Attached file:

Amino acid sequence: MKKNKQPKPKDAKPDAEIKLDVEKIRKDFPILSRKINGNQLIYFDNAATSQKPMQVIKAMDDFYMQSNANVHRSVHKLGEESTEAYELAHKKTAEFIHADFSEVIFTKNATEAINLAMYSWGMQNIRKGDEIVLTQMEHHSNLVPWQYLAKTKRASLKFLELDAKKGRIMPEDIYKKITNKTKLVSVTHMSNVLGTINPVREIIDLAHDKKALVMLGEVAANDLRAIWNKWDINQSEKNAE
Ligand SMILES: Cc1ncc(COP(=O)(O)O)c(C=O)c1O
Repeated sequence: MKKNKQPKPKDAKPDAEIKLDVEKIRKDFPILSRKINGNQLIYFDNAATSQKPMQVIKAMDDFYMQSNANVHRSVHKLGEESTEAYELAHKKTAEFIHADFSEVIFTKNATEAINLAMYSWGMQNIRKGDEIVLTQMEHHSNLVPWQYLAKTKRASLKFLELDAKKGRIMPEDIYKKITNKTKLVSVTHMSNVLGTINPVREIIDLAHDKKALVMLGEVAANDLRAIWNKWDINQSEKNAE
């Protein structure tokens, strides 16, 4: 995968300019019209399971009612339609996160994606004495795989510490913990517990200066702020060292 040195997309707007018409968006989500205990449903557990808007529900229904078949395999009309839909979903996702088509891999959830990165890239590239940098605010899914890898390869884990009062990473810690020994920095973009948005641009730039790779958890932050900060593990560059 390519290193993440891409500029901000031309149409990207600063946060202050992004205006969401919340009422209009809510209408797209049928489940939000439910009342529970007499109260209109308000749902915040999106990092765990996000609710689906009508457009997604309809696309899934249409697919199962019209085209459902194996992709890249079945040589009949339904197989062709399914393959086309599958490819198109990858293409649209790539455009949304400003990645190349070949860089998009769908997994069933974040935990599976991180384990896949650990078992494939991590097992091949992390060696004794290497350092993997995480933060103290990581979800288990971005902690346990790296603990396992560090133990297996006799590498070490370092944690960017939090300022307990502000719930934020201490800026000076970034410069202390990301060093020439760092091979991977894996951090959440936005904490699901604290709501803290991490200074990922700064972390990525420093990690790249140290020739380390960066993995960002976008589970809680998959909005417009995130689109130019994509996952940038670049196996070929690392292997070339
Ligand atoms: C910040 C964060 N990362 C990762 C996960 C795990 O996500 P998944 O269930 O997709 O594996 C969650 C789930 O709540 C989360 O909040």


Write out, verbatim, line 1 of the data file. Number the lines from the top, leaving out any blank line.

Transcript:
Amino acid sequence: MKKNKQPKPKDAKPDAEIKLDVEKIRKDFPILSRKINGNQLIYFDNAATSQKPMQVIKAMDDFYMQSNANVHRSVHKLGEESTEAYELAHKKTAEFIHADFSEVIFTKNATEAINLAMYSWGMQNIRKGDEIVLTQMEHHSNLVPWQYLAKTKRASLKFLELDAKKGRIMPEDIYKKITNKTKLVSVTHMSNVLGTINPVREIIDLAHDKKALVMLGEVAANDLRAIWNKWDINQSEKNAE